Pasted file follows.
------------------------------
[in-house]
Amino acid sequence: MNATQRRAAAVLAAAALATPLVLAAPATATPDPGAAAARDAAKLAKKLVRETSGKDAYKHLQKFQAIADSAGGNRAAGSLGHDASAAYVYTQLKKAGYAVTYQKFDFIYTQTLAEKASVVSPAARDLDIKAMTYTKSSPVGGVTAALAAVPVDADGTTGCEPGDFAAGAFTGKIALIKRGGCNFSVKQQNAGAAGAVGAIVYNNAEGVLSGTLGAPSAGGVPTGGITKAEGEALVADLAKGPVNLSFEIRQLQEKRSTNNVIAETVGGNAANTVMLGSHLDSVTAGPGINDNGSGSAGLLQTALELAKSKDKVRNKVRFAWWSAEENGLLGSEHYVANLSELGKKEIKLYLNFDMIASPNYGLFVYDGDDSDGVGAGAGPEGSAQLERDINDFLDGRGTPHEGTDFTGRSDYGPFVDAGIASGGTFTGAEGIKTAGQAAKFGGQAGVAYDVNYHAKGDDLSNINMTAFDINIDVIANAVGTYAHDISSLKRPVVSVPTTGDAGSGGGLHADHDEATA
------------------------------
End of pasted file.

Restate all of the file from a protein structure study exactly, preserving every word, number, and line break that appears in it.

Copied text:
[in-house]
Amino acid sequence: MNATQRRAAAVLAAAALATPLVLAAPATATPDPGAAAARDAAKLAKKLVRETSGKDAYKHLQKFQAIADSAGGNRAAGSLGHDASAAYVYTQLKKAGYAVTYQKFDFIYTQTLAEKASVVSPAARDLDIKAMTYTKSSPVGGVTAALAAVPVDADGTTGCEPGDFAAGAFTGKIALIKRGGCNFSVKQQNAGAAGAVGAIVYNNAEGVLSGTLGAPSAGGVPTGGITKAEGEALVADLAKGPVNLSFEIRQLQEKRSTNNVIAETVGGNAANTVMLGSHLDSVTAGPGINDNGSGSAGLLQTALELAKSKDKVRNKVRFAWWSAEENGLLGSEHYVANLSELGKKEIKLYLNFDMIASPNYGLFVYDGDDSDGVGAGAGPEGSAQLERDINDFLDGRGTPHEGTDFTGRSDYGPFVDAGIASGGTFTGAEGIKTAGQAAKFGGQAGVAYDVNYHAKGDDLSNINMTAFDINIDVIANAVGTYAHDISSLKRPVVSVPTTGDAGSGGGLHADHDEATA